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(kyo͞o`mē), ancient city of Campania, Italy, near Naples. According to Strabo, it was the earliest Greek colony in Italy or Sicily, and it seems to have been founded c.750 B.C. by Chalcis. The area has yielded earlier non-Greek archaeological finds. Cumae founded a number of colonies and grew to be a great power. It repulsed Etruscan and Umbrian attacks, but fell in the late 5th cent. B.C. to the Samnites. Cumae supported Rome in the 2d cent. B.C. and adopted Roman culture; ultimately its inhabitants became Roman citizens. As neighboring cities rose to power, Cumae declined, although it did not disappear until the 13th cent. A.D. There are extensive Greek and Roman ruins, and the cavern where the famed Cumaean Sibyl (the priestess of Apollo mentioned by Vergil) uttered her prophecies may still be seen.

Cumae (Italy)

(religion, spiritualism, and occult)

Dating to the ninth century BCE, Cumae is an ancient city in southern Italy not far from Naples. It was founded originally as a Greek colony, and it became the center of a Greek-speaking nation in the region. In the second century BCE, the area was absorbed by Rome.

On the Italian Peninsula, Cumae was most famous as the home of a priestess of Apollo known as the Cumaean Sibyl (prophetess). The Sibyl lived in a cave and wrote her prophecies down on leaves, which she placed at the mouth of the cave. Followers collected these, and many bound them together to form books.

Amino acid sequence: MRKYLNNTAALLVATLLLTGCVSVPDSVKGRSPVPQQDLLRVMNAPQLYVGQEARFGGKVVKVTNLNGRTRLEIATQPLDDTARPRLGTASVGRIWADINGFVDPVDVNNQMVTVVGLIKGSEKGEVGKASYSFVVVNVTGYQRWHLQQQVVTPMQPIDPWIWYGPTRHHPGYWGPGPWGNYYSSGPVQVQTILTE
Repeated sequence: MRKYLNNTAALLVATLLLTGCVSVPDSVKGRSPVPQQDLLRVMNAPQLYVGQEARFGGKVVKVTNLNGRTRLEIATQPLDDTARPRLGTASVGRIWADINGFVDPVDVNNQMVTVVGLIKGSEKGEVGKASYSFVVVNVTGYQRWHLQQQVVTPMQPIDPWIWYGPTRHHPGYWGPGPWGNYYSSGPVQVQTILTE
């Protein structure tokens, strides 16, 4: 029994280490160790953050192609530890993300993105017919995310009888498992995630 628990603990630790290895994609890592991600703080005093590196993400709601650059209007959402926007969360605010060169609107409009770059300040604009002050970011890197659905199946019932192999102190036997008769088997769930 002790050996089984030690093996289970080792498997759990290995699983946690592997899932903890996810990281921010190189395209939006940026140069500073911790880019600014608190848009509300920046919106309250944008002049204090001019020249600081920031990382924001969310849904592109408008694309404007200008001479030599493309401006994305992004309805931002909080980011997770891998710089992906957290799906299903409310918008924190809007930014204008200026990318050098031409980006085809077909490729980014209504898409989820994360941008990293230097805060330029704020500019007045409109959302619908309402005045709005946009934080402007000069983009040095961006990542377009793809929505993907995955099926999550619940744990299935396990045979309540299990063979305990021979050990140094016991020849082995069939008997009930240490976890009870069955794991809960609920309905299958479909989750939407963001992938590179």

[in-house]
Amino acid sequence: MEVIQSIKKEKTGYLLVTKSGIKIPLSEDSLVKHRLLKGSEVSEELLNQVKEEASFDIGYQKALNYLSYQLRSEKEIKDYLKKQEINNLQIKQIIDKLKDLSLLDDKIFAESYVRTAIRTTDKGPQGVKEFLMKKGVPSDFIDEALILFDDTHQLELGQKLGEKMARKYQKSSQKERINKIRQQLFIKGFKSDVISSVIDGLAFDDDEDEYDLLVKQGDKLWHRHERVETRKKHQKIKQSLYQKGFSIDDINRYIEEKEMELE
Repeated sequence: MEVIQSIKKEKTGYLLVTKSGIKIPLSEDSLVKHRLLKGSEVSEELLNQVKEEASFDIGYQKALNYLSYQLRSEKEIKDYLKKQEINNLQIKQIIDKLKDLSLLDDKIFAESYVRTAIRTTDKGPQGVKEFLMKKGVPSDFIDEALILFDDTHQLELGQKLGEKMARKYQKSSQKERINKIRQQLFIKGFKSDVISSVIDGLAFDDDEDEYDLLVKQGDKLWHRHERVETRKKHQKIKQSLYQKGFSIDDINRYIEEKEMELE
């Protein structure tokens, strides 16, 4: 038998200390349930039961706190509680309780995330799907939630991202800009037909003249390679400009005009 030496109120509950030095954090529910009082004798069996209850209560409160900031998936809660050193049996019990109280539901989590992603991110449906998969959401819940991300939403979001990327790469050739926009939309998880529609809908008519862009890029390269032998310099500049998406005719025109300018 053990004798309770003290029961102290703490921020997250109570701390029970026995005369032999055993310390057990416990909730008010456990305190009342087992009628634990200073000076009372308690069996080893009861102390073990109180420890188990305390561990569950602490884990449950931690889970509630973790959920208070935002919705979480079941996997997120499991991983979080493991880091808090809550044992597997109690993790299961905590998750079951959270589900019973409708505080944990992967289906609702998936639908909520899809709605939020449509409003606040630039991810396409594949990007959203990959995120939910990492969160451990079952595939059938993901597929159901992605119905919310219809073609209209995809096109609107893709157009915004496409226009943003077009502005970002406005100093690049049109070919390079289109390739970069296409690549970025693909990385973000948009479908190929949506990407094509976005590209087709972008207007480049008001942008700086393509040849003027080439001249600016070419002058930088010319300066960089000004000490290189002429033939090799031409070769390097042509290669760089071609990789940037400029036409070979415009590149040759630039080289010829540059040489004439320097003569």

The most famous story of the Sibyl comes from the sixth century BCE, during the reign of Tarquin II (r. 535–510 BCE) of Rome. The Sibyl left her cave and brought nine volumes of her prophecies to Tarquin. She offered these for sale at what seemed too high of a price. When Tarquin refused her offer, she burnt three of the volumes and offered the surviving six volumes at the same price. Tarquin again turned down her offer. She then burnt three more volumes and offered the surviving volumes at the same price. Tarquin’s curiosity now got the best of him, and he bought the remaining Sibylline Prophecies.

These books became prized possessions of the Roman government to be consulted on important occasions, the somewhat enigmatic text being open to a variety of interpretations. The books were partially destroyed in a fire in 83 BCE, and the remainder survived until another fire claimed them in 405 CE.

Cumae continued to play a role on the Peninsula until it was destroyed and subsequently abandoned in 1205. The most prominent feature of the city was its Acropolis with its temple dedicated to Apollo, the remains of which were discovered in 1817. The Sibyl’s cave, with its 60-foot-high ceiling and 375-foot entranceway, was one of several that transversed the city’s Acropolis. Lost for many years, it was rediscovered in 1932. Today the Sibyl’s cave is one of a set of ancient sites included in the Cumae Archeological Park.


Fiego, G. Consoli. Cumae and the Phlegraean Fields. Naples: Mary E. Raiola, 1927.
Monteiro, Mariana. As David and the Sybils Say: A Sketch of the Sibyls and the Sibylline Oracles. Edinburgh/London: L. Sands & Co, 1905.
Temple, Robert K. G. Conversations with Eternity: Ancient Man’s Attempts to Know the Future. London: Rider, 1984.